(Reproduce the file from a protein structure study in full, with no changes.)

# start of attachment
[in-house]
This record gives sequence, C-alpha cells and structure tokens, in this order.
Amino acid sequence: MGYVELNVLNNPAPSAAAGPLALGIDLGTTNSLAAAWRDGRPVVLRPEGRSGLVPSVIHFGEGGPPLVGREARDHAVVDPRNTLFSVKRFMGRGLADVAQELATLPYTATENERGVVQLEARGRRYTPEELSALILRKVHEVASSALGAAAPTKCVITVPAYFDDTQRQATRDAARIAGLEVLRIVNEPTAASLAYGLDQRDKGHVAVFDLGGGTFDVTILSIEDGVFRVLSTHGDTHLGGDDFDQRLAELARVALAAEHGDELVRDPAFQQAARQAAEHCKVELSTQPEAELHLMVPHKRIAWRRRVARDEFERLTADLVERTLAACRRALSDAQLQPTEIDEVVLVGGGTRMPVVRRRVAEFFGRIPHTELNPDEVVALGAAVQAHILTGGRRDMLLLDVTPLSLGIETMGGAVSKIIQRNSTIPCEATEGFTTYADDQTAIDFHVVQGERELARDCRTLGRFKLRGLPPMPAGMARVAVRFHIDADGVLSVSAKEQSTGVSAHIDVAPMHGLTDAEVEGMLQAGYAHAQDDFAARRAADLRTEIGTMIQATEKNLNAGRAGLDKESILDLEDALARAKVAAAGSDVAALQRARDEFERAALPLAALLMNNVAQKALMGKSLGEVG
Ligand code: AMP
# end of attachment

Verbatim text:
[in-house]
This record gives sequence, C-alpha cells and structure tokens, in this order.
Amino acid sequence: MGYVELNVLNNPAPSAAAGPLALGIDLGTTNSLAAAWRDGRPVVLRPEGRSGLVPSVIHFGEGGPPLVGREARDHAVVDPRNTLFSVKRFMGRGLADVAQELATLPYTATENERGVVQLEARGRRYTPEELSALILRKVHEVASSALGAAAPTKCVITVPAYFDDTQRQATRDAARIAGLEVLRIVNEPTAASLAYGLDQRDKGHVAVFDLGGGTFDVTILSIEDGVFRVLSTHGDTHLGGDDFDQRLAELARVALAAEHGDELVRDPAFQQAARQAAEHCKVELSTQPEAELHLMVPHKRIAWRRRVARDEFERLTADLVERTLAACRRALSDAQLQPTEIDEVVLVGGGTRMPVVRRRVAEFFGRIPHTELNPDEVVALGAAVQAHILTGGRRDMLLLDVTPLSLGIETMGGAVSKIIQRNSTIPCEATEGFTTYADDQTAIDFHVVQGERELARDCRTLGRFKLRGLPPMPAGMARVAVRFHIDADGVLSVSAKEQSTGVSAHIDVAPMHGLTDAEVEGMLQAGYAHAQDDFAARRAADLRTEIGTMIQATEKNLNAGRAGLDKESILDLEDALARAKVAAAGSDVAALQRARDEFERAALPLAALLMNNVAQKALMGKSLGEVG
Ligand code: AMP